Why China doesn't trust Modi
Beijing has cautioned India about meddling into its affairs in Vietnam.
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Prime Minister Modi is embarking on an extended visit through Myanmar, Australia and Fiji over the next week and this 10-day trip will be his longest foreign tour to date.
Two major summit level meetings – the 9th East Asia Summit in Naypidaw, Myanmar (Nov 11-12 ) and the G–20 summit in Brisbane, Australia (Nov 15-16) will accord Modi an opportunity to meet his peers at a time when the global mood is bleak and anxiety-ridden over a range of political, security-strategic and economic issues. The more extreme view is that the global system of governance led by the US has broken down and that any form of alternate formulation is elusive.
Many challenges confront the political leaders who will be attending these two summits and the sub-text will be the rise of China and the arrival of India – and how this is perceived by the other major powers, namely the US, Russia, Japan and the ASEAN collective. The first East Asia Summit (EAS) was held in December 2005 in Kuala Lumpur and was seen as a Malaysian initiative, tacitly supported by China to forge a distinctive East Asian identity and agenda.
At the time Malaysia and China were not enthused about including Delhi in the EAS but Japan, Indonesia, Vietnam and Singapore supported India’s admittance. Thus the first EAS meeting had 16 nations that included the core ASEAN 10 plus 3 (China, Japan & South Korea) plus 3. Subsequently, both the US and Russia were admitted at the 6th summit in 2011 and currently the EAS has 18 members. In terms of global groupings with an east Asian footprint, the APEC (Asia-Pacific Economic Cooperation - of which India is not a member) is the other major forum and a complex lattice of trade arrangements have come into existence over the last decade.
The economic and trade profile associated with China is the reality that the EAS has to contend with and the stark indicator is that by 2025 — a decade from now, if not sooner — China is poised to become the world’s number one economy when its GDP is expected to overtake that of the USA. Yet the rise of China accompanied by its assertiveness – as evidenced in its maritime/island disputes with Japan, Philippines and Vietnam have caused anxiety in the region and beyond.
One of the reasons why India was admitted into the EAS grouping in 2005 was to counter the influence of China – which can be very demanding, as ASEAN learnt at the summit held in Cambodia in 2012. China’s inflexible position over the maritime disputes and its ability to drive a wedge between the South-East Asian members led to an unprecedented situation for ASEAN, in 2012, where for the first time the collective was unable to arrive at a consensus and issue a joint summit communiqué.
The economic and military muscle that China brings to the table is contrasted by the more acceptable traits that India now brings to the EAS. The assumption of office by PM Modi and his foreign policy orientation — especially in relation to China will be the focus of the Naypidaw deliberations. It may be recalled in his first visit to Japan, PM Modi was able to strike anrelationship with his counterpart Shinzo Abe and the reference to "vistarvaad" – expansionist policies left little doubt about the identity of the nation being referred to. Along with Japan, in ASEAN the country that has the most strained relationship with China is Vietnam and here again the PM has embarked upon a robust engagement agenda with Hanoi.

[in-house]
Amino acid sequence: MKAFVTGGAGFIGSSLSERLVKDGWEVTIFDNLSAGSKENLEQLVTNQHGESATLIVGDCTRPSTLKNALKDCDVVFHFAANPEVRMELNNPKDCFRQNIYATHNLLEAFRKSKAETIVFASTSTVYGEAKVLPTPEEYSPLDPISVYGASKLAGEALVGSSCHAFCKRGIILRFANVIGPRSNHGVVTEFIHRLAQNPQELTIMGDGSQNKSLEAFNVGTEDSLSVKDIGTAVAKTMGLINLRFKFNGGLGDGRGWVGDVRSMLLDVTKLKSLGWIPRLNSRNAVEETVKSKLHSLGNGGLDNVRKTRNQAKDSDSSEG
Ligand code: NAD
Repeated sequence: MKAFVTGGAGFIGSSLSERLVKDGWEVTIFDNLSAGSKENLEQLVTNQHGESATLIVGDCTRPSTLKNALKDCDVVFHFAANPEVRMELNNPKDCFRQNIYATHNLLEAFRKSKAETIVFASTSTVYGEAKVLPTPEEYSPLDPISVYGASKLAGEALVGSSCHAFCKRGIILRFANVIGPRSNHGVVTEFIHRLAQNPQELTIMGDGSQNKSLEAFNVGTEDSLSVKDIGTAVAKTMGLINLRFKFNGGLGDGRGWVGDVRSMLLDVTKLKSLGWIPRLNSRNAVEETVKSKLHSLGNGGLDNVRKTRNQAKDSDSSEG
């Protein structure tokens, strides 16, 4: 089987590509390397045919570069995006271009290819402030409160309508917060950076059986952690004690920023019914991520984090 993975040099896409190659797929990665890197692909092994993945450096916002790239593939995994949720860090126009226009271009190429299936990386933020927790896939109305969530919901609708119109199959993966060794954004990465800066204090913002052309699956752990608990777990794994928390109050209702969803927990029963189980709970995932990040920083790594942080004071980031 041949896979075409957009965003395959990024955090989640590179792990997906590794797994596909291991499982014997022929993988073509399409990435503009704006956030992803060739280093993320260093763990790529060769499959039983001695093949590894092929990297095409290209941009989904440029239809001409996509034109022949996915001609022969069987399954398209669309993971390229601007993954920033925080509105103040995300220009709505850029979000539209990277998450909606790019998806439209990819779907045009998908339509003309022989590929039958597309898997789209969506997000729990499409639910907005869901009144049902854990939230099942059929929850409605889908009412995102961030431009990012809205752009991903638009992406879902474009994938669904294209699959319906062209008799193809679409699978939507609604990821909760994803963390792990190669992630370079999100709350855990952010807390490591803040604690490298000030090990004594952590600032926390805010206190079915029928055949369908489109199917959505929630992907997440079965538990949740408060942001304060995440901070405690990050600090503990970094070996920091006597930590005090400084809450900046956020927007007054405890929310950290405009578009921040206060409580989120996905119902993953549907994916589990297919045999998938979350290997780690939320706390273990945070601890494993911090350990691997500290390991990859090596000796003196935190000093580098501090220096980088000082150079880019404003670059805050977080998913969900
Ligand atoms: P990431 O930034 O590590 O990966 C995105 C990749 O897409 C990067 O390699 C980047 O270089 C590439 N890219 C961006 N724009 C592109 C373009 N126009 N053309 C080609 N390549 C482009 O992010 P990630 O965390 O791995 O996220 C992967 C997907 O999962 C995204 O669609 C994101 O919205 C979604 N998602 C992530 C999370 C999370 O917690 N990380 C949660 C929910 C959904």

From September to now — India has held three major bilateral political meetings; the visit of President Mukherjee and later Foreign Minister Swaraj to Vietnam; and the more recent visit of Vietnam PM Nguyen Tan Dung to Delhi.
India was admitted into the EAS during the early phase of the UPA tenure, but over the last few years, many ASEAN leaders conveyed their disappointment at Delhi’s ambivalence and hesitation to take any kind of assertive position in relation to China. This prudence was not misplaced given India’s unresolved issues with China.
However PM Modi has now signalled India’s resolve to engage with nations like Vietnam and to go beyond hydrocarbon exploration and the joint statement is instructive. It expressed "satisfaction at the progress made in defence cooperation" and expressed hope that this will continue to be strengthened.
Apart from military training and supplying naval vessels, the scope of the cooperation acquired a strategic sheen with specific reference to cooperation in space applications such as the launch of Vietnam's satellites and in the peaceful use of civil nuclear energy. Beijing’s response has been caustic and has cautioned India against "meddling" in its dispute with Vietnam and has opposed Hanoi’s decision to invite India to conduct oil exploration in the South China Sea.
In the event that India decides to supply the Brahmos cruise missile to Vietnam – then a line would be crossed in the India-China relationship. The presence of Chinese naval platforms in Sri Lanka and India’s discomfiture at this development is part of the complex signalling that is under way and the EAS deliberations in Myanmar may test PM Modi’s summit-level politico-diplomatic acumen in an unexpected manner.